Possibly my entire brain is turning to mush, because I'm finding it difficult to write a coherent review, so
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Christine
Sep 15, 2016 rated it really liked it
Pretty good history about forensics in France.
Amy Corwin
Jan 05, 2011 rated it it was amazing
Shelves: forensics
This is one of the best books I've read in quite a while. It reads like the best historical murder mysteries, although it's based upon the true story of Joseph Vacher who killed more people than Jack the Ripper, between the years of 1894 and 1897.

In alternating chapters, we get the gruesome details of Vacher's slaying as he wandered the French countryside and the story of ciminologist Alexandre Lacassagne who is credited as one of the founding fathers of modern forensics. I've had a long-time in
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Sam
This is an interesting book that combines the crimes, trial and punishment of a French vagabond named Vacher and the development of the new scientific and investigative techniques of the time, including detailed autopsies and crime scene investigation. Starr follows Vacher as he travels through the French countryside, detailing each of his crimes, which he intersperses with the investigations into these and how different each one was depending on the area and the people involved. This showed the ...more
Catherine
Dec 01, 2019 rated it really liked it
As the title indicates this is actually two different subjects crammed into one book.

The story of Joseph Vacher, a serial killer who stalked the French countryside at the end of the 19th century, is interwoven with the development of forensic science, with the narrative focusing primarily on Dr. Alexander Lacassagne. Individually, they're both well-told, interesting tales, but the melding of the two is sometimes awkward and overwhelming.

A chronological list of events at the end would have been
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Lady ♥ Belleza
In 1893 Louise Barant crossed paths with Joseph Vacher, he became obsessed with her, stalked her and shot her then himself. Both survived the shooting, Vacher was sent to an insane asylum. He was released on April 1, 1894, on May 19 he committed his first admitted murder. Investigators involved with the murders believe that this murder was not his first, but Vacher insisted it was. His last murder was committed on June 18, 1897 and he attacked his last victim on August 4, 1897. He confessed to 1 ...more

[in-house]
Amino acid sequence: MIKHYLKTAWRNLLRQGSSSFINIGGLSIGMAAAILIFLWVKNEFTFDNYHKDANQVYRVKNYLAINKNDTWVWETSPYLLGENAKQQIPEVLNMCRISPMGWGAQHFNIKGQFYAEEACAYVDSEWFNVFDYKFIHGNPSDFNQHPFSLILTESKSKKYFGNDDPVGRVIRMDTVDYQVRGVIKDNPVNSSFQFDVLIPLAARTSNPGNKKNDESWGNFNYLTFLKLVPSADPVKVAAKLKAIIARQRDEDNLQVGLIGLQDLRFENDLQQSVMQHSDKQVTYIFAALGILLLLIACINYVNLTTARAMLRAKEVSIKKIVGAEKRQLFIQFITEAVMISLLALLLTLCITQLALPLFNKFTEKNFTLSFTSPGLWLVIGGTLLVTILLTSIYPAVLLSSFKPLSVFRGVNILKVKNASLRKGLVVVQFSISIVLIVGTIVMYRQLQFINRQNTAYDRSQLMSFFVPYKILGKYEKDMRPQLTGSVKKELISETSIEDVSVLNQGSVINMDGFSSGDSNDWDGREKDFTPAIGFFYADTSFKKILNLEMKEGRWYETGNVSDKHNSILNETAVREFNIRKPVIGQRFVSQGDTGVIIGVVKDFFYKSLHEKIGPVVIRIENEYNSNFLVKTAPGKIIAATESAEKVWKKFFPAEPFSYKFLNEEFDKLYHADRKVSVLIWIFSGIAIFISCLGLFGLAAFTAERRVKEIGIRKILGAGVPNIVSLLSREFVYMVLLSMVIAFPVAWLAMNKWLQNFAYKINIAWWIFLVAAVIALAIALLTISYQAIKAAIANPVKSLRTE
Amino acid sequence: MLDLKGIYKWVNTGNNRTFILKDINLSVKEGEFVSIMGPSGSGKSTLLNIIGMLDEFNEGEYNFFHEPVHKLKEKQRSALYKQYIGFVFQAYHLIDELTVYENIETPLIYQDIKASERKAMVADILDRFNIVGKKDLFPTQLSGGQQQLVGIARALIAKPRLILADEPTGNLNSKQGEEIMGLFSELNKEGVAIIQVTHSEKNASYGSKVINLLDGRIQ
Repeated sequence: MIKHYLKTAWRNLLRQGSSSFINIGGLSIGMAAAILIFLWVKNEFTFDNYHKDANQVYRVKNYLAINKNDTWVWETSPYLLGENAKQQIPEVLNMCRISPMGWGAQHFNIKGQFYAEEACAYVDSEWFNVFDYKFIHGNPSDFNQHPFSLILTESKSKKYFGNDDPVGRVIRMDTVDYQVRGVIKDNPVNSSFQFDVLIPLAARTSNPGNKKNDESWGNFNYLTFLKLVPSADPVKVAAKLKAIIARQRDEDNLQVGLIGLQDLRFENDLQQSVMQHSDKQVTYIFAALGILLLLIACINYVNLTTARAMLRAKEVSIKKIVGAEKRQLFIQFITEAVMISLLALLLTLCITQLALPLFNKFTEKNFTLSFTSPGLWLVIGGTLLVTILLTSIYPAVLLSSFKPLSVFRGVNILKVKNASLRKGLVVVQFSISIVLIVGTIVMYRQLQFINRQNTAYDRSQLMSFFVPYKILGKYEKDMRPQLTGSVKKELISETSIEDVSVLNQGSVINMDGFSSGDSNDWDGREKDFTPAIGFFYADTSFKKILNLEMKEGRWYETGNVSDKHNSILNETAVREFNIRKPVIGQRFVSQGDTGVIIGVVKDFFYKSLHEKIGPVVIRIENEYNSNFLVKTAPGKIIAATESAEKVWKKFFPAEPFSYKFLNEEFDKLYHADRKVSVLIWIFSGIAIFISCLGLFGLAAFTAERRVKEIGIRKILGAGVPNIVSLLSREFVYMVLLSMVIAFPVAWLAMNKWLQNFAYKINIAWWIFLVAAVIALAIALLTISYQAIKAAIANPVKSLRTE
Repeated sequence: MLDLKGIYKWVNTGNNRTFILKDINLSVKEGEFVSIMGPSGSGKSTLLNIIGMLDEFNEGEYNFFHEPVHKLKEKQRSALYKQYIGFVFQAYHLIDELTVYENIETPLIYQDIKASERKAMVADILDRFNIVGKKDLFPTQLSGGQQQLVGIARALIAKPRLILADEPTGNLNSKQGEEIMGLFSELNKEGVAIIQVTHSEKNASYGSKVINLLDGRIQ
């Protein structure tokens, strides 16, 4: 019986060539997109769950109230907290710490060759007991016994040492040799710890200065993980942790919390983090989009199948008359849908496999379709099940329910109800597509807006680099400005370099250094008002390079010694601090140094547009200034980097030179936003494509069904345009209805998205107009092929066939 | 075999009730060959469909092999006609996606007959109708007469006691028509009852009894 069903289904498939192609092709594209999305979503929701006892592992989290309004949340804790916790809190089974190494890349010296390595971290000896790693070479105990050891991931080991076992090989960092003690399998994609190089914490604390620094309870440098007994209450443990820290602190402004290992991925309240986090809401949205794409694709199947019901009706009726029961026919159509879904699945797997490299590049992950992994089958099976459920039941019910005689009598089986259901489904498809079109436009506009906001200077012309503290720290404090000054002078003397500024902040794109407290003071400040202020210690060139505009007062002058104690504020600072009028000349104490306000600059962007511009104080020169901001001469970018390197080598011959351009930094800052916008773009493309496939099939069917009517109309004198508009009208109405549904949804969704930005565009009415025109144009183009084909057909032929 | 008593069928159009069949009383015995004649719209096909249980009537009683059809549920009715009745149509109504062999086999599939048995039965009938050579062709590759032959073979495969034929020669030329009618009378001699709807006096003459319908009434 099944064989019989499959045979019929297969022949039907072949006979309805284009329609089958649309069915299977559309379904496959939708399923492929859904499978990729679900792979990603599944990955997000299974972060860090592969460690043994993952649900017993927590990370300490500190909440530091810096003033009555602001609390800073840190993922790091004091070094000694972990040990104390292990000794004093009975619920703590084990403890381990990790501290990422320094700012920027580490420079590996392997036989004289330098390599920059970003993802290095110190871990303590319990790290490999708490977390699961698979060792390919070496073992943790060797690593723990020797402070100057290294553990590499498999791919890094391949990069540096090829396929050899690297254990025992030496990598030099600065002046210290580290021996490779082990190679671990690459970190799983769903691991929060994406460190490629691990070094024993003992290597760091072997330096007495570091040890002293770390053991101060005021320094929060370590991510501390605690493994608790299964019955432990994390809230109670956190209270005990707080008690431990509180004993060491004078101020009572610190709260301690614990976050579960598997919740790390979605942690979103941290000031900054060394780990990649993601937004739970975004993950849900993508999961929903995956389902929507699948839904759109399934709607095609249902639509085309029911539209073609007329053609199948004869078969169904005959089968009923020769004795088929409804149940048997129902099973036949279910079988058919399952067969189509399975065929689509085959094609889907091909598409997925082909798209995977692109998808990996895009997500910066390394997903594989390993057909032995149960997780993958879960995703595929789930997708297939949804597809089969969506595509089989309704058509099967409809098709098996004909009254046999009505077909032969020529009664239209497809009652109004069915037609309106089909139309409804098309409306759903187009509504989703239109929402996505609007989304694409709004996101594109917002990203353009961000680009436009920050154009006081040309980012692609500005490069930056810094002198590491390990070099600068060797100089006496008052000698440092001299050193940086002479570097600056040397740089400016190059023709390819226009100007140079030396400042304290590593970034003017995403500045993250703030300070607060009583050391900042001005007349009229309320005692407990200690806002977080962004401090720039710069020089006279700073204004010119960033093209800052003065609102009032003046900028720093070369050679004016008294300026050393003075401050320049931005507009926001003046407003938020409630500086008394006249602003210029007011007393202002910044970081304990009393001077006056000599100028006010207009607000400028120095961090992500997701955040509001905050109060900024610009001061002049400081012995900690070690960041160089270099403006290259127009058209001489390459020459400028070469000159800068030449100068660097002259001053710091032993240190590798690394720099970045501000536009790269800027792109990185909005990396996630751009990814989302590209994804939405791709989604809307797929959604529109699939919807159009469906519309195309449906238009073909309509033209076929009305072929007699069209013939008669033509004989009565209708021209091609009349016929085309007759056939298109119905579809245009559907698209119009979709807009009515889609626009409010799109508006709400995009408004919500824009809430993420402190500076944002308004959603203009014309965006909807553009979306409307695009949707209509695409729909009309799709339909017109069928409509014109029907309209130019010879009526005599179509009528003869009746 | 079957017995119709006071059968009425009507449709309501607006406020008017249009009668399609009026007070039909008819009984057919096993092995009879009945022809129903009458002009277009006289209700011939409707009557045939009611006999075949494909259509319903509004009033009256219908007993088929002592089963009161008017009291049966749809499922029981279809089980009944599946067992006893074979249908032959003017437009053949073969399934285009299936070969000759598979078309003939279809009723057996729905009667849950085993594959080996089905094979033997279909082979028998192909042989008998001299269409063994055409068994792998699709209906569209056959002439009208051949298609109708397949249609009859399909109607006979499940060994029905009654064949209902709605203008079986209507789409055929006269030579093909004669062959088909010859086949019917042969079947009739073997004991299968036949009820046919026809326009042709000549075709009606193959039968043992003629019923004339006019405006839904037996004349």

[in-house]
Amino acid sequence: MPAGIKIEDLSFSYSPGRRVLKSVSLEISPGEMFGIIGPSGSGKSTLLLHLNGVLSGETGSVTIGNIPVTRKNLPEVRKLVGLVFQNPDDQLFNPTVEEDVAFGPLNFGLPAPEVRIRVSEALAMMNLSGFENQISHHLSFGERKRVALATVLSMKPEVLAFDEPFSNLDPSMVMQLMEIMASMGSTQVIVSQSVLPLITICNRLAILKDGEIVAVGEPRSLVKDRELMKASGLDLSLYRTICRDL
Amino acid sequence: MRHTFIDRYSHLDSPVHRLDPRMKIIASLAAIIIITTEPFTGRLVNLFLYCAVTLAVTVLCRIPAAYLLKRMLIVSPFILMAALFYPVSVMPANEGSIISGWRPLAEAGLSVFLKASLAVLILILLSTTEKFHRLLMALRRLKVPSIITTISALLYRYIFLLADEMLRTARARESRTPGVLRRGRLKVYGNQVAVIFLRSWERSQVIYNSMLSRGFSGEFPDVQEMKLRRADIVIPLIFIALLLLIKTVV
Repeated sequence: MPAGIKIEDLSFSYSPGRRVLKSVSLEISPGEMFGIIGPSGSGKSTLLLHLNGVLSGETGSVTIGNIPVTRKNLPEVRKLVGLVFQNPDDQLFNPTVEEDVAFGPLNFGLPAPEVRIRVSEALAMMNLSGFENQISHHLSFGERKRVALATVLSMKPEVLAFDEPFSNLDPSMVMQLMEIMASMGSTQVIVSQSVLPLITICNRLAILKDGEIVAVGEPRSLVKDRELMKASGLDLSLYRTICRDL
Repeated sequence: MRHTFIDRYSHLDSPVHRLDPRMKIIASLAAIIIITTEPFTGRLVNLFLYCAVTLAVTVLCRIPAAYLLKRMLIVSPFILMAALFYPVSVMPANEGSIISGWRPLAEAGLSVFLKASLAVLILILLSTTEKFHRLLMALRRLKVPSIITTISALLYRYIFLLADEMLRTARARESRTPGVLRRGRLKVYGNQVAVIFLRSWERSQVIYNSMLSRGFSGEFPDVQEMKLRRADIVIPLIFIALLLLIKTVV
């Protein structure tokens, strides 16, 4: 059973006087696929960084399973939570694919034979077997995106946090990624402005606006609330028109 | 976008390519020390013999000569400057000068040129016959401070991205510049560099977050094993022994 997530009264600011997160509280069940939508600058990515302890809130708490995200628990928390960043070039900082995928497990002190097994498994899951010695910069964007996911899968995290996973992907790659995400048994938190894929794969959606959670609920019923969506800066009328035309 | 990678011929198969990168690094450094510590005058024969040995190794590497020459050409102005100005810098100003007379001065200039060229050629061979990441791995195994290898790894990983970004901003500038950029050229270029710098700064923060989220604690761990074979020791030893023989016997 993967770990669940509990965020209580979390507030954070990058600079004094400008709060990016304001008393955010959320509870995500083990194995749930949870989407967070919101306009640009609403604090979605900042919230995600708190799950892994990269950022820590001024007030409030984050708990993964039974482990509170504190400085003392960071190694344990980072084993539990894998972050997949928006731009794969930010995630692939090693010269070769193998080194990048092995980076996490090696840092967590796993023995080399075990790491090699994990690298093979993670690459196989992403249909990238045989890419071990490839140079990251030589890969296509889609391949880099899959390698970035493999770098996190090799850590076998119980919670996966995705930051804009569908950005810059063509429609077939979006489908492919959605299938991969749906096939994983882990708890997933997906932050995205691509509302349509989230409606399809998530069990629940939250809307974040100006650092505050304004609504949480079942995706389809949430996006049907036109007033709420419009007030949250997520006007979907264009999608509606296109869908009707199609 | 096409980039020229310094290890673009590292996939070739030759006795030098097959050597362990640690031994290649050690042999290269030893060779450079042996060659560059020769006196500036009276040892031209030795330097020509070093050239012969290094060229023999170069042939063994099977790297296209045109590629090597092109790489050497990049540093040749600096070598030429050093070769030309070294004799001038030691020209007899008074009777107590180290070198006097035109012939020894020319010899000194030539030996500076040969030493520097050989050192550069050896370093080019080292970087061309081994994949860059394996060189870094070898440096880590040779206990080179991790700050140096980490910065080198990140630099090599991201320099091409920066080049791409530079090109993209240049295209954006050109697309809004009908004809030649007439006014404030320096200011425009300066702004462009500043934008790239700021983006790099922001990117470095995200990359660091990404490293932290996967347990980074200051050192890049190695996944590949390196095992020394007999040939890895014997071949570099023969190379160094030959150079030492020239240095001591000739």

Amy Sturgis
This is the engrossing tale of serial killer Joseph Vacher, “The Killer of Little Shepherds,” and Dr. Alexandre Lacassagne, France's pioneering criminologist. Author Douglas Starr does an excellent job of weaving the narratives of their lives together to tell not only the story of brutal crimes and the punishment of them, but also the unique historical moment that brought the two men together at the end of the nineteenth century. This moment included the birth of forensic medicine, the growth of ...more
Eustacia Tan
May 25, 2015 rated it it was amazing  ·  review of another edition
Shelves: ebook
So lately, I've been in a bit of reading slump. One of my seminars has monthly book reports (multiple books), and reading three Japanese books in three days basically killed all my drive I had to read. Really. All I was reading, for a time, were comics (thankfully, there's Scribd). It wasn't until I picked up this book that the reading slump was broken, and I managed to finish the book (in about two days, so I'm closer to form).

This book has two components: One follows the case of Joseph Vacher,
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Kate F
Aug 21, 2011 rated it really liked it
The Killer of Little Shepherds is the story of a serial killer and how he came to be detected and caught. The fact that there was a serial killer stalking the countryside of late 19th Century France is less surprising than that he was eventually caught and convicted by the nascent field of forensic science. Douglas Starr has written a well researched book and told the story of Joseph Vâcher in an accessible and fluid manner. Although the body of the text itself has very few references or footnot ...more